Working hard has never cost someone the job, but hardly working has and will continue to set you (and many other people) back. You may think no one notices you coming in late, leaving super early, or turning things in late, but someone is always watching. Ditching deadlines and fooling around on Facebook with your phone in between calls are sure ways to attract attention - only it will be the wrong kind of attention,... and not the promotable kind. If you want that promotion you need to work twice as hard as everyone in the room. Make yourself indispensable and people won’t want to imagine the day you take your day off, because they won't know what to do without you! Growing and showing this kind of value with regards to your role at a company is a key foundation to future promotability. Be the best at what you do, AND... be good at other peoples' jobs as well! If you want people to look up to you and come to you for guidance, there's no better way to do this than through a robust knowledge of how things work, and that's where work ethic comes. Poor work ethic bleeds through everything you do, and generally speaking, no one with a poor attitude towards the quantity (and quality) of their work is ever going to display guru-level aptitude for the most critical aspects of their job - the very aspects that contribute value to their company. It's key to take time to be observant of how you portray yourself in the work place. Don’t be that person that does just enough to get by, be the one who goes above and ebyond the call of duty to get things right, and get 'ahead of the game' ... because in the game of promotability, that's where you'll find the winners.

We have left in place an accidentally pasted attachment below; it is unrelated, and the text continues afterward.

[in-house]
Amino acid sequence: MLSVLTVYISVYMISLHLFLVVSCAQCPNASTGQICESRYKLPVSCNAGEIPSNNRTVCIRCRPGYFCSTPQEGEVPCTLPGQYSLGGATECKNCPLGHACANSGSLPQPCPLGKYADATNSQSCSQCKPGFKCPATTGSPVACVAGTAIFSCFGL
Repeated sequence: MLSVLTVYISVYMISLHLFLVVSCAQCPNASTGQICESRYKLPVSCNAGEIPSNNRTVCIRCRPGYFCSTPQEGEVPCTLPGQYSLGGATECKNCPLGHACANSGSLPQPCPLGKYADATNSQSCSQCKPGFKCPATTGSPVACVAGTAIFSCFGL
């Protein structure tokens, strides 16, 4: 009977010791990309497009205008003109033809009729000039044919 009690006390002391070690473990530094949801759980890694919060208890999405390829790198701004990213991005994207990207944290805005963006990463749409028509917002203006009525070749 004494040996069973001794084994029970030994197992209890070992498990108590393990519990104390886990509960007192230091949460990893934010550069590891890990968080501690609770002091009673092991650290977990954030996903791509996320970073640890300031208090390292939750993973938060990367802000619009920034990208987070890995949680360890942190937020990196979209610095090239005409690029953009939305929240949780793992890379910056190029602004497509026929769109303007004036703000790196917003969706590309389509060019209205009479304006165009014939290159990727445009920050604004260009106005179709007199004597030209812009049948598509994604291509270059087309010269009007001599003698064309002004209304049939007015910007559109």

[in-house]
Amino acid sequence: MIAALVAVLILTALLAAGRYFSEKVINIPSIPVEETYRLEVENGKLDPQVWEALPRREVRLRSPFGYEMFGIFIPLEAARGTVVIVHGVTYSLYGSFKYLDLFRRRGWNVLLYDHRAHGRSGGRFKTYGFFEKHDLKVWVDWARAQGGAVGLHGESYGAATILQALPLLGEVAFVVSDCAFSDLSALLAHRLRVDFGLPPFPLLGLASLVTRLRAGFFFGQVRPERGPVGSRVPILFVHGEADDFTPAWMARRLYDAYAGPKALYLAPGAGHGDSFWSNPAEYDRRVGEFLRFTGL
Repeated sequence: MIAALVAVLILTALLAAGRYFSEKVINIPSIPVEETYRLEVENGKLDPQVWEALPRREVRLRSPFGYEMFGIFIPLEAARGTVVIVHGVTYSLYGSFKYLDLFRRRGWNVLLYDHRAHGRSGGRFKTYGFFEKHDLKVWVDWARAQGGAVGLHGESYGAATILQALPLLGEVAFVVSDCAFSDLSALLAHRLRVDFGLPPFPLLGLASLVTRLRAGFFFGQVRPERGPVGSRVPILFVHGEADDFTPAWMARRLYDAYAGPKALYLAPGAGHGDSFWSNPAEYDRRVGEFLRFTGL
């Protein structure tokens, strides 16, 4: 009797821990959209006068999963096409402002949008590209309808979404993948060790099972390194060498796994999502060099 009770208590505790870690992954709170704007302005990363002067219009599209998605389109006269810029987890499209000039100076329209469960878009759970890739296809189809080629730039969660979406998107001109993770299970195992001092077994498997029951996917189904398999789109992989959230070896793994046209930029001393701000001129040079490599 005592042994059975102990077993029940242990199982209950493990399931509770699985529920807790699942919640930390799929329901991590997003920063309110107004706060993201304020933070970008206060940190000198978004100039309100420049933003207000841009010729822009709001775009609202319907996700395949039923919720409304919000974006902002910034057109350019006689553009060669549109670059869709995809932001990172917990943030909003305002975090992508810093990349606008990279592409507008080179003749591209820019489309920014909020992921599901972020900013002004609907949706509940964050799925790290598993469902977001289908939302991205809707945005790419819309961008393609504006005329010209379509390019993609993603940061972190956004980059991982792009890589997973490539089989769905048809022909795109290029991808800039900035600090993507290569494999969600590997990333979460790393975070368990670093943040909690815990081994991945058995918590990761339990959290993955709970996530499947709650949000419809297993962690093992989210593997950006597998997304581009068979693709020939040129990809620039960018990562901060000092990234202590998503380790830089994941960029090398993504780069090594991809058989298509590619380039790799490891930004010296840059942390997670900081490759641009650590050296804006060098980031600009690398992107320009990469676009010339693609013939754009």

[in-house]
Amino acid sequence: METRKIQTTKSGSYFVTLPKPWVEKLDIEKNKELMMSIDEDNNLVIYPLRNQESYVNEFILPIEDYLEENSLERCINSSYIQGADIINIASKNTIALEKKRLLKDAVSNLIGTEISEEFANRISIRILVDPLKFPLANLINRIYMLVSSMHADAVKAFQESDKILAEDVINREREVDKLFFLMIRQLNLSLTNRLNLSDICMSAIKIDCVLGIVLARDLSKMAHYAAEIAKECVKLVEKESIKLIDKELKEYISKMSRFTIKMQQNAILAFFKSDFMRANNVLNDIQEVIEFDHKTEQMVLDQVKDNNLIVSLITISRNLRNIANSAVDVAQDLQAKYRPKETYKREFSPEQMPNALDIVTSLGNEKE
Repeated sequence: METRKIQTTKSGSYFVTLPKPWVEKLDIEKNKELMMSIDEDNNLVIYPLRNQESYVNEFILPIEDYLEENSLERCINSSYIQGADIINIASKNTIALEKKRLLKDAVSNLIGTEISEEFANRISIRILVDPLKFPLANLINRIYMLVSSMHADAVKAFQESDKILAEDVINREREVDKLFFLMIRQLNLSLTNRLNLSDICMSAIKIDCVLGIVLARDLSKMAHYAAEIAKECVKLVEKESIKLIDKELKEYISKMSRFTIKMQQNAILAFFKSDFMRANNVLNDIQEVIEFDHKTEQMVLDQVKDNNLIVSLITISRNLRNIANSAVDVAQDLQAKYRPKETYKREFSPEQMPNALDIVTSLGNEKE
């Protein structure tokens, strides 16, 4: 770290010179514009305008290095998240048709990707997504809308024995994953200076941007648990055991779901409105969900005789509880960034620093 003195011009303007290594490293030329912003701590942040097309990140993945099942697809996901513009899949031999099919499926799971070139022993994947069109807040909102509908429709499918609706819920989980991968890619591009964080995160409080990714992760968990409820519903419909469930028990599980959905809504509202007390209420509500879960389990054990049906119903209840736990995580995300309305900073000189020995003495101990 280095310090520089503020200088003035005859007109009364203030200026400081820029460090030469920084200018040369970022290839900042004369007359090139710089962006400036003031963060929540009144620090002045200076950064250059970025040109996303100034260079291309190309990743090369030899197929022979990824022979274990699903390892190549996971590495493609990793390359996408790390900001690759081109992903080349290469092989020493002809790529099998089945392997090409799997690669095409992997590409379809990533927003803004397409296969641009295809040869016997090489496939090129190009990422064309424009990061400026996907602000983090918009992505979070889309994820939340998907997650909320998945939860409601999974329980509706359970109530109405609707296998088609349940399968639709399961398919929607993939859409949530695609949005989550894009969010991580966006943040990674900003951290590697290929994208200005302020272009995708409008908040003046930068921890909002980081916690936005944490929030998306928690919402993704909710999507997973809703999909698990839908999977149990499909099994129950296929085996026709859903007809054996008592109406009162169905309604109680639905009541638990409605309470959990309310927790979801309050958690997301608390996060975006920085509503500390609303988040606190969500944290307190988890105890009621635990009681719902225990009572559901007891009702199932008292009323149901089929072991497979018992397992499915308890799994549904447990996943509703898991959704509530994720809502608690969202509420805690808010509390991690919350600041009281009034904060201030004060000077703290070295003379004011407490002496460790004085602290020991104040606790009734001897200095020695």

3 | Taking Initiative Today
If you wait for orders from a boss, you only sell yourself short and limit your potential. When looking for someone to promote, your boss looks for those members of the team that don’t have to be reminded or told to work on a project or accomplish a task. If you want to be a leader, you need to lead by example first, and make sure that you're one step ahead of where things need to be. Try starting up something your office always talks about doing but never gets done - you know,... the project that no one seems to want to own? If you 'grab the bull by the horns', you will own that and you create value for yourself and the company by taking on something no one could be bothered to do. You have to show your co-workers and your boss why you deserve a promotion, and have the body of work to back it up. Identify what you do best, and become the subject matter expert on it wherever you are. If you show you are the authority on something, people will value your opinion and you will have leeway and empowerment from the top down to accomplish new goals.
At Westgate Resorts, we're always looking for a few good team members to filling our resort employment opportunities and grow into the future hospitality leaders we know they can be. And while it's true that not getting the promotion you wanted may be disappointing, just remember that there is always a silver lining. You may realize after that you didn’t portray your best work or you sold yourself short, so you will go forward with a fresh perspective on what to do next time. On the other hand, maybe this company isn’t for you and your talents can be better served somewhere else. Try dusting off your resume and make sure to read our article on how to make your resume stand out (for the RIGHT reasons), if you're thinking about switching jobs. The world owes us nothing,... simply put, we have to work hard for what we want to accomplish and not let setbacks wear us down. Take the time to reflect on what went wrong, but make sure to learn and grow from this and make a decision that will truly impact your career. To quote Batman, which I feel every discussion should end with, “And why do we fall, Bruce? So we can learn to pick ourselves up.”